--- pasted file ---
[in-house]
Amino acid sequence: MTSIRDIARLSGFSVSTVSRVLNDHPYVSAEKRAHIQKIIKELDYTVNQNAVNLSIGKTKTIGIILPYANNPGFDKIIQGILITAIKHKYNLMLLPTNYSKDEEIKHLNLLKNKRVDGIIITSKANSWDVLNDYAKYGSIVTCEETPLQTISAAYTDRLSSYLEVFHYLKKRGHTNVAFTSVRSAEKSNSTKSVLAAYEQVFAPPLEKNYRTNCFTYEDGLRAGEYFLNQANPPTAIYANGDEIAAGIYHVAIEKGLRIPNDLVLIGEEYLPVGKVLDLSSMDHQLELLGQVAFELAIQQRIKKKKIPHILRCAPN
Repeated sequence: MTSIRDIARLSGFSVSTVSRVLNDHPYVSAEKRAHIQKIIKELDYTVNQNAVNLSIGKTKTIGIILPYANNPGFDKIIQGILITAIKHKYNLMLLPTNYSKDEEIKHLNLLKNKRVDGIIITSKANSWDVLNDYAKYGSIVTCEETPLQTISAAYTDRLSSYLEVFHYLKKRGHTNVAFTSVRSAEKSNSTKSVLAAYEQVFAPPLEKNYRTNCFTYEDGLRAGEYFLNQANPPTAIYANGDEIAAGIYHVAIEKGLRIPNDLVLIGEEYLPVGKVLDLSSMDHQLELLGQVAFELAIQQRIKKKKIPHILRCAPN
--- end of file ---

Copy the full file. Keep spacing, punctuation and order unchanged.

[in-house]
Amino acid sequence: MTSIRDIARLSGFSVSTVSRVLNDHPYVSAEKRAHIQKIIKELDYTVNQNAVNLSIGKTKTIGIILPYANNPGFDKIIQGILITAIKHKYNLMLLPTNYSKDEEIKHLNLLKNKRVDGIIITSKANSWDVLNDYAKYGSIVTCEETPLQTISAAYTDRLSSYLEVFHYLKKRGHTNVAFTSVRSAEKSNSTKSVLAAYEQVFAPPLEKNYRTNCFTYEDGLRAGEYFLNQANPPTAIYANGDEIAAGIYHVAIEKGLRIPNDLVLIGEEYLPVGKVLDLSSMDHQLELLGQVAFELAIQQRIKKKKIPHILRCAPN
Repeated sequence: MTSIRDIARLSGFSVSTVSRVLNDHPYVSAEKRAHIQKIIKELDYTVNQNAVNLSIGKTKTIGIILPYANNPGFDKIIQGILITAIKHKYNLMLLPTNYSKDEEIKHLNLLKNKRVDGIIITSKANSWDVLNDYAKYGSIVTCEETPLQTISAAYTDRLSSYLEVFHYLKKRGHTNVAFTSVRSAEKSNSTKSVLAAYEQVFAPPLEKNYRTNCFTYEDGLRAGEYFLNQANPPTAIYANGDEIAAGIYHVAIEKGLRIPNDLVLIGEEYLPVGKVLDLSSMDHQLELLGQVAFELAIQQRIKKKKIPHILRCAPN